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Discussions

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  • How much do you use "var" in C#?

    using var makes your code less tightly coupled at the source level thanks to homoiconicity, in that respect it's similar to other C# features (extension methods, dynamic, auto-Expression-ization of lambdas). 

    for example, maybe you make a bunch of changes to your object model such that the specific types of the intermediate nodes in the Frobnicate -> Tweak -> Confusticate -> * chain change, but the chain is still there, works the same, and the type at the end of the chain stays the same. having used var, this code then won't need to change at all.

     

  • PDC Programming Languages Panel

    Or even the s

    , N2Cheval wrote

    Or even the sub languages heads like LINQ, RX, Entity, Windows, etc as they have similary problems to deal with in their own way.

    in particular somebody should do a panel between the people in charge of all the conceptually similar (in that they're all some variation of "mapping one type system to another", but they all end up feeling like entire frameworks in themselves ...) "data binding/model binding/serialization/schema mapping" parts of WPF, WCF, EF, ASP.NET MVC, ..., with the language people moderating.

  • "Our strategy with Silverlight has shifted"

    I suspect it's a matter of - to mangle Douglas Adams - HTML's fundamental flaws being hidden by its superficial flaws. As long as IE and browser incompatibilities are around for developers to blame their woes on, they'll mask the deeper problems with the web stack.
    (Not that WPF/Silverlight don't have their share of flaws as well ...)

  • PDC10 ​Website/​Player feedback

    The Don Syme session on F# isn't working for me (it's the only one I tried that's not) ... it just gives me a generic error message. It was probably the one I was most interested in too ... Sad

  • Windows 8 Microsft's "riskiest product bet"

    but Win7 was already Vista R2 ...

  • Windows 8 Microsft's "riskiest product bet"

    @USArcher:

    , USArcher wrote

    With the exception of games, tell me of one mainstream consumer app that requires or benefits from 2+ cores?  There haven't been any breakthrough applications in the consumer space for years.  No Artificial intelligence, etc. 

    personally if there aren't going to be any new breakthrough applications, what's the point of even thinking about this stuff at all?   we should all just quit working in computer science/programming and watch soap operas on TV on the couch all day. actually, even that would be too much effort; if I thought there weren't going to be any new breakthrough applications I wouldn't be able to even get myself to get out of bed in the morning. that's just the way I feel though, you might be right. Sad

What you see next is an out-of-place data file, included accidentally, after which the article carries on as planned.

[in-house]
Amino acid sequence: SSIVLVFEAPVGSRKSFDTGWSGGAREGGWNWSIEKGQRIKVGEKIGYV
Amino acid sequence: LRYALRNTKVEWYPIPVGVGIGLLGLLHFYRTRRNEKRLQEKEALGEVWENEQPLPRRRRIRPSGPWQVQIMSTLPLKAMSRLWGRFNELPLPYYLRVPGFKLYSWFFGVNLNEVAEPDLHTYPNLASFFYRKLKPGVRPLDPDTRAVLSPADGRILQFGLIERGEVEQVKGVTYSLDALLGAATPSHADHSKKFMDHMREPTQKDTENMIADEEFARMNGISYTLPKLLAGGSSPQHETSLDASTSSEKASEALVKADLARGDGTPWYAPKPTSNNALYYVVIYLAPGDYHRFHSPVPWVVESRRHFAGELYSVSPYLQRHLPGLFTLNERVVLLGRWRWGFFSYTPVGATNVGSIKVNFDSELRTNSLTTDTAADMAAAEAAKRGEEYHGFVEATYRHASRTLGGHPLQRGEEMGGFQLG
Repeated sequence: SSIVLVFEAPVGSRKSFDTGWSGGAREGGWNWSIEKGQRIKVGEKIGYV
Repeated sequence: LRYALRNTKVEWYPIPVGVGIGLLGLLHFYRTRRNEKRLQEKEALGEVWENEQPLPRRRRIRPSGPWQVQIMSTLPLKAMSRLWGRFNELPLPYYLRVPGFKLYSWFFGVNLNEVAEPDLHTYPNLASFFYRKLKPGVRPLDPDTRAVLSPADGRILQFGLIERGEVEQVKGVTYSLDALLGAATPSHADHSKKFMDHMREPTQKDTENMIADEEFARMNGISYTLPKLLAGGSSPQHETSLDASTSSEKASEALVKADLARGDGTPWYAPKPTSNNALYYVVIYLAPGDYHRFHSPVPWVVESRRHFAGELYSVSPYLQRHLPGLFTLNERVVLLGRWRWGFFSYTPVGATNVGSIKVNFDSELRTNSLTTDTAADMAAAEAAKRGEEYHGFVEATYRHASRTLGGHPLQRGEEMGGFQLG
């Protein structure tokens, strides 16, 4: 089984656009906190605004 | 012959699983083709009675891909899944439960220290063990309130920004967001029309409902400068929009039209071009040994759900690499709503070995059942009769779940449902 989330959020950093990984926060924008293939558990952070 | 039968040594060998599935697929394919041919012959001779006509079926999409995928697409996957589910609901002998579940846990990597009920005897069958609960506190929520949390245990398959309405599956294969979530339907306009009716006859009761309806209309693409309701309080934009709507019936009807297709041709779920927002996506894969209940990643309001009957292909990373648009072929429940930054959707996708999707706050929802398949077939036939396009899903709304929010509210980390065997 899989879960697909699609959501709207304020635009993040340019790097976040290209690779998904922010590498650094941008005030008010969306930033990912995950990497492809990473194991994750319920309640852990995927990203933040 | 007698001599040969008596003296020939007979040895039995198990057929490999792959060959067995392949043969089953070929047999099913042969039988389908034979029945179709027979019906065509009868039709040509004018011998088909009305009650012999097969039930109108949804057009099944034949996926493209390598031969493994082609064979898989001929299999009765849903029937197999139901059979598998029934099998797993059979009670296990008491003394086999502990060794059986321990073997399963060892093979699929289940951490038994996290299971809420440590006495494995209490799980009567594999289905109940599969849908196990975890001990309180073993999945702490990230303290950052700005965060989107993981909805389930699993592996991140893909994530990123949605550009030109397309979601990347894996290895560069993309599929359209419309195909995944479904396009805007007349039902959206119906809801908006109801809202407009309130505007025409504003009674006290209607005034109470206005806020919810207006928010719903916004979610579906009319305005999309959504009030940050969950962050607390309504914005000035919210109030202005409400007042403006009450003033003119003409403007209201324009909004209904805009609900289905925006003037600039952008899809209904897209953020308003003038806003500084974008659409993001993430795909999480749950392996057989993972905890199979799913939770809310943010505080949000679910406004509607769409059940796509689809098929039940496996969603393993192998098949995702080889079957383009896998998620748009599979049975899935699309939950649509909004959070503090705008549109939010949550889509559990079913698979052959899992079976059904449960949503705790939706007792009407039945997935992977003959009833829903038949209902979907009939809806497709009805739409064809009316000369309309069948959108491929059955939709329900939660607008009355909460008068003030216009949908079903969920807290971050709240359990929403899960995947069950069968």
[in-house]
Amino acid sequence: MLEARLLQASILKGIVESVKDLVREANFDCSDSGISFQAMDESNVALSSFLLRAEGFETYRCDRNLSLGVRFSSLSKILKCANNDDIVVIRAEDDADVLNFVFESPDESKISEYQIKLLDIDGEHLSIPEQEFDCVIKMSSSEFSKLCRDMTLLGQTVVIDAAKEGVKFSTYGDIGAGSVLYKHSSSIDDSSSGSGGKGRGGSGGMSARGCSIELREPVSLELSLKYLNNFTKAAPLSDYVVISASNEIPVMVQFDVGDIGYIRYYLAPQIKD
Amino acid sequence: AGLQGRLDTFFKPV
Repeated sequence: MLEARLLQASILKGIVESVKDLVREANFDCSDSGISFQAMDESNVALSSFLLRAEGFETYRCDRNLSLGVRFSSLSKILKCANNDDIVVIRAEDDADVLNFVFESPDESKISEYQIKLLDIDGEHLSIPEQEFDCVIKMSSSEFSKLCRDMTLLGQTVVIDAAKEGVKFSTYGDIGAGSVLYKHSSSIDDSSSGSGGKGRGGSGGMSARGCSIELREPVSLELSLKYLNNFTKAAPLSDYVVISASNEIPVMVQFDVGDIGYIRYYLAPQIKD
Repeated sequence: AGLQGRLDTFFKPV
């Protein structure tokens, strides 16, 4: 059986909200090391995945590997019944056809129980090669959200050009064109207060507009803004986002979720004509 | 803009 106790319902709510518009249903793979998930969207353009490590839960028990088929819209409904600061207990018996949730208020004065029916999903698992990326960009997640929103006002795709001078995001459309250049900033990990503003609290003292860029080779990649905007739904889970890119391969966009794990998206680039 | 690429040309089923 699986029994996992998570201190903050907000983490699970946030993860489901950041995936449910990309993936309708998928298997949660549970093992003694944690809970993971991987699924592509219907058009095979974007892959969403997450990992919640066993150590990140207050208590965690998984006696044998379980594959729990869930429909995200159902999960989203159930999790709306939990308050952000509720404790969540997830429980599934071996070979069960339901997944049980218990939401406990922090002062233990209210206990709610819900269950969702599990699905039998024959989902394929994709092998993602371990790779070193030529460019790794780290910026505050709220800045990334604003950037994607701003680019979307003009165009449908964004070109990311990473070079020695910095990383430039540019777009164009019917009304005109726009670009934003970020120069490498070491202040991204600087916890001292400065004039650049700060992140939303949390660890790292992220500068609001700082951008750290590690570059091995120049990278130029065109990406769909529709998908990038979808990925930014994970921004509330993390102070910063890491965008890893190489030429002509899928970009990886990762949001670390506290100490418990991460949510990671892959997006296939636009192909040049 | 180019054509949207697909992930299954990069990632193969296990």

• Windows 8 Microsft's "riskiest product bet"

    , exoteric wrote

    It looks like the company has a parallel tracks strategy, a solid evolution of Windows (Windows 7, ...) and this so-far private Midori thing (Longhorn done right?)

    I'm a bit worried that it's less a "strategy" and more a rival factions thing. The Midori project still seems to be going strong right now - in fact if anything it seems to be expanding - but eventually it has to come out of incubation and become a product; will it survive the inevitable tension with the existing product teams? Look what happened to Live Mesh ... The current apparent atmosphere of cost-cutting and short-term focus at Microsoft doesn't reassure me.

    I think for it to survive they should try and find a narrower concrete use case for it soon. Not replacing Windows, which won't happen for a long, long time, but Microsoft's range of products and services is wide enough that there should be some room for a new kernel designed for distributed systems - maybe powering new services in their datacenters, maybe in their HPC/Technical Computing initiatives, maybe embedded in new devices. Then they can gradually expand to more and more things, and maybe it will become a mainstream flagship OS someday.

  • My new Windows Phone 7 Device (HTC HD7)

    , Bas wrote

    That said, I don't give a damn what makes the Windows Phone team happy. I care about what makes me happy

    agreed - that's the most sensible policy to have.

     

  • PDC Sessions

    Yep, definitely interested in the C#/VB and LINQ sessions and the F# session as well. The biggest frustration I've had with using F# together with C# and .NET projects and libraries is that the various "databinding/mapping/serialization/etc." systems in the various MS .NET frameworks (mapping in LINQ to SQL/EF, model binding in ASP.NET MVC, serialization in WCF, etc etc etc) all seem to assume mutable properties and default constructors. It would be great to either have ORM (RRM?)/services/whatever frameworks designed for F#, or a nice package of adapters etc. Of course I'm having to create some of the latter myself ...

    oh and Silverlight for iPhone makes little sense, but Silverlight for Android makes a lot of sense. The time's about right to start talking SL5 too.

     

  • Windows 8 Microsft's "riskiest product bet"

    For better or worse they are still planning on using Windows as their primary tablet operating system, and putting heavy focus on that for W8. I'm one of the few people who thinks that's probably the right decision, but it's definitely risky: there will probably be different modes for slate and kb/mouse usage, but how much should they share? Make them share too much, and you risk having the interface not work with one or the other or both (the current W7 touch situation), make them share not enough and you risk excessive fragmentation and wasted resources.